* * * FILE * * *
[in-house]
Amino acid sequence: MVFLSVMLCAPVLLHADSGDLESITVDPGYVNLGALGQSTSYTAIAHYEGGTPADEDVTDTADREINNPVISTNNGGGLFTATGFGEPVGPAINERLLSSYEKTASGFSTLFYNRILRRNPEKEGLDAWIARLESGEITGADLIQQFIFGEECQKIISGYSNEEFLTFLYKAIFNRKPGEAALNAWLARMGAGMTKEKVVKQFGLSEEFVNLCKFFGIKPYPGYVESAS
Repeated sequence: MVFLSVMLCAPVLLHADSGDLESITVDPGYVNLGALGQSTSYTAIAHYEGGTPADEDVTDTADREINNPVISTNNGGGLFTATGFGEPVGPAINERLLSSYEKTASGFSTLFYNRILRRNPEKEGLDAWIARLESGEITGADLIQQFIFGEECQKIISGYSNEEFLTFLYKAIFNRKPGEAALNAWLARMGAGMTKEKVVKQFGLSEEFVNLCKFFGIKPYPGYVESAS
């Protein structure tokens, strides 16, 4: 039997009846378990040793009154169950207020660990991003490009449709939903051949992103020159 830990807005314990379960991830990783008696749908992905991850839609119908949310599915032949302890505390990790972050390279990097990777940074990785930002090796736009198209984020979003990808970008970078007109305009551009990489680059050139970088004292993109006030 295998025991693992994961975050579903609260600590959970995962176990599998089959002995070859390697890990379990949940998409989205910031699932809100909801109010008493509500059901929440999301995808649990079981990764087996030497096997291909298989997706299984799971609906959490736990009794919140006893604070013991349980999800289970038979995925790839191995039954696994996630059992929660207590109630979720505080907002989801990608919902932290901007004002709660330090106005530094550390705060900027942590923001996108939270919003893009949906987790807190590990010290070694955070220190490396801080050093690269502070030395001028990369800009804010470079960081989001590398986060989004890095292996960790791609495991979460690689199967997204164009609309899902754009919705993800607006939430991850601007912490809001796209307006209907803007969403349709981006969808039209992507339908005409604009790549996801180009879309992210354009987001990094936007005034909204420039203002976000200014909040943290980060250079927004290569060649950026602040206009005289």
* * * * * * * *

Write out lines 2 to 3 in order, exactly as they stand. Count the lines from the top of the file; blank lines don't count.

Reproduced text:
Amino acid sequence: MVFLSVMLCAPVLLHADSGDLESITVDPGYVNLGALGQSTSYTAIAHYEGGTPADEDVTDTADREINNPVISTNNGGGLFTATGFGEPVGPAINERLLSSYEKTASGFSTLFYNRILRRNPEKEGLDAWIARLESGEITGADLIQQFIFGEECQKIISGYSNEEFLTFLYKAIFNRKPGEAALNAWLARMGAGMTKEKVVKQFGLSEEFVNLCKFFGIKPYPGYVESAS
Repeated sequence: MVFLSVMLCAPVLLHADSGDLESITVDPGYVNLGALGQSTSYTAIAHYEGGTPADEDVTDTADREINNPVISTNNGGGLFTATGFGEPVGPAINERLLSSYEKTASGFSTLFYNRILRRNPEKEGLDAWIARLESGEITGADLIQQFIFGEECQKIISGYSNEEFLTFLYKAIFNRKPGEAALNAWLARMGAGMTKEKVVKQFGLSEEFVNLCKFFGIKPYPGYVESAS